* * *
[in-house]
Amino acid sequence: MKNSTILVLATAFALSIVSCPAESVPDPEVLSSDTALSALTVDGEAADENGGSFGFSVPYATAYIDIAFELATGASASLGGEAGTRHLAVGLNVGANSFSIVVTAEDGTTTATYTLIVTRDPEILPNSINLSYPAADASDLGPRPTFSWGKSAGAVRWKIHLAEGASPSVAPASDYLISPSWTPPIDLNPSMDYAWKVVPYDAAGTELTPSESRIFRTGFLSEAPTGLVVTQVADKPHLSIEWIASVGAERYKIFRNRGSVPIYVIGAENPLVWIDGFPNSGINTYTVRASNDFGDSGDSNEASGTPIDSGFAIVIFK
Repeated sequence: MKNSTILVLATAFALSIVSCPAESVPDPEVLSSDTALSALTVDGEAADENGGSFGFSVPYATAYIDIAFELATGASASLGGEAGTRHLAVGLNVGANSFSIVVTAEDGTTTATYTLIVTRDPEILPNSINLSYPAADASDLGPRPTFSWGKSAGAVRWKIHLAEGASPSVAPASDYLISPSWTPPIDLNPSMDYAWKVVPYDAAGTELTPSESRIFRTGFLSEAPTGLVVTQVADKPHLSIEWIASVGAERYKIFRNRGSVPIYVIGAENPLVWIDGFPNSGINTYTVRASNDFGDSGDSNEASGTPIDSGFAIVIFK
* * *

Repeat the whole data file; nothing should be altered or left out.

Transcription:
[in-house]
Amino acid sequence: MKNSTILVLATAFALSIVSCPAESVPDPEVLSSDTALSALTVDGEAADENGGSFGFSVPYATAYIDIAFELATGASASLGGEAGTRHLAVGLNVGANSFSIVVTAEDGTTTATYTLIVTRDPEILPNSINLSYPAADASDLGPRPTFSWGKSAGAVRWKIHLAEGASPSVAPASDYLISPSWTPPIDLNPSMDYAWKVVPYDAAGTELTPSESRIFRTGFLSEAPTGLVVTQVADKPHLSIEWIASVGAERYKIFRNRGSVPIYVIGAENPLVWIDGFPNSGINTYTVRASNDFGDSGDSNEASGTPIDSGFAIVIFK
Repeated sequence: MKNSTILVLATAFALSIVSCPAESVPDPEVLSSDTALSALTVDGEAADENGGSFGFSVPYATAYIDIAFELATGASASLGGEAGTRHLAVGLNVGANSFSIVVTAEDGTTTATYTLIVTRDPEILPNSINLSYPAADASDLGPRPTFSWGKSAGAVRWKIHLAEGASPSVAPASDYLISPSWTPPIDLNPSMDYAWKVVPYDAAGTELTPSESRIFRTGFLSEAPTGLVVTQVADKPHLSIEWIASVGAERYKIFRNRGSVPIYVIGAENPLVWIDGFPNSGINTYTVRASNDFGDSGDSNEASGTPIDSGFAIVIFK